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Rodd Moesel: It's time to plant away, but watch for late freezes

Be prepared to cover your tomatoes, peppers, impatiens, begonias and other tender crops with row cover fabric, HotKaps, Wall O’ Waters, cardboard boxes, empty milk jugs or old sheets or blankets for a little extra protection.
Oklahoman Modified: April 11, 2014 at 3:39 pm •  Published: April 12, 2014
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We have now passed our last average freeze date in central Oklahoma so this is the official beginning of the 2014 planting season for warm-temperature crops.

It is still a good idea to look at the seven-day forecast and as long as it looks comfortably above freezing it is time to plant away. Even though it is past the usual safe date for planting, we can get late freezes and you still need to be weather aware.

Remember just last year we had an unusually late freeze in early May. If we do get a late unexpected freeze, be prepared to cover your tomatoes, peppers, impatiens, begonias and other tender crops with row cover fabric, HotKaps, Wall O’ Waters, cardboard boxes, empty milk jugs or old sheets or blankets for a little extra protection.

Many of our flowering shrubs and trees are convinced winter is over and they are blooming full blast into spring. As the daffodils, crocus and hyacinths wrap up their spring flower show, we are enjoying bright colors from many varieties of tulips. Flowering shrubs in full spring color include bright yellow forsythia, orange and red quince and pink and white flowering almonds.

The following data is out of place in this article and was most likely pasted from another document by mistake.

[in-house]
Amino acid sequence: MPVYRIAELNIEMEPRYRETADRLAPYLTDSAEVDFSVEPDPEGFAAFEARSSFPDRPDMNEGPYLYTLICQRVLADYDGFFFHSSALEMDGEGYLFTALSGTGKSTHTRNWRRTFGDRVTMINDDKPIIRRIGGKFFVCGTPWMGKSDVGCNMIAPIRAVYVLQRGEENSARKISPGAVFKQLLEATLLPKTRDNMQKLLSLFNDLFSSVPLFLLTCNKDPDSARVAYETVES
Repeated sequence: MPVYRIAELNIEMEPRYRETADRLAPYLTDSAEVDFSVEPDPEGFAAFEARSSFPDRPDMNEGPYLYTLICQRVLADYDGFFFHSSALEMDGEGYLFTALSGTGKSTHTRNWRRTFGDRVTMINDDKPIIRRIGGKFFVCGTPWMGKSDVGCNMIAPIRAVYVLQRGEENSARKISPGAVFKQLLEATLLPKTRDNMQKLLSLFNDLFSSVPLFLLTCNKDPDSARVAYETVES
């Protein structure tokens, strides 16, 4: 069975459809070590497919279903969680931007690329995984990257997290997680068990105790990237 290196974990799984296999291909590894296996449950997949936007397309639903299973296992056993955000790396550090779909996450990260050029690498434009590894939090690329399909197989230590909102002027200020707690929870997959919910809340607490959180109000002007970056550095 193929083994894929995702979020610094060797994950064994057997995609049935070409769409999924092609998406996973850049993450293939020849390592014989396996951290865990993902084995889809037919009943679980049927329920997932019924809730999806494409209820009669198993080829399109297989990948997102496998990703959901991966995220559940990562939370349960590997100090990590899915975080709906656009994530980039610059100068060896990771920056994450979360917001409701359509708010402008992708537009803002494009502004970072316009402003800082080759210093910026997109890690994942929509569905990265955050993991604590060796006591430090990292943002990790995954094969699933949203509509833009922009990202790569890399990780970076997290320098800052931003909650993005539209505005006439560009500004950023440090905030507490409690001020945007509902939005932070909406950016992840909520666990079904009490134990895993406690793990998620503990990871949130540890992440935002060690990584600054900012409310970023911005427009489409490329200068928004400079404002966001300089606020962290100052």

Our state tree, the redbud, leads a long list of trees in dazzling flower, including ornamental crabapples and pears, and fruit trees like plums and peaches. We will have a steady parade of color over the next few weeks as many of our shrubs and trees welcome spring with their own personal flower festivals.

If there are some of the flowering shrubs and trees that excite you when you see them in flower each spring and you wish you could add them to your landscape — then do it now. This is a great time to transplant container-grown or larger balled and burlap trees. Dig a hole at least half again as large as you need and then remove your tree or shrub from its container and gently place it in the hole, backfilling with the soil removed from the hole mixed with ¼ to 1/2 sphagnum peat or some type of well-aged compost.

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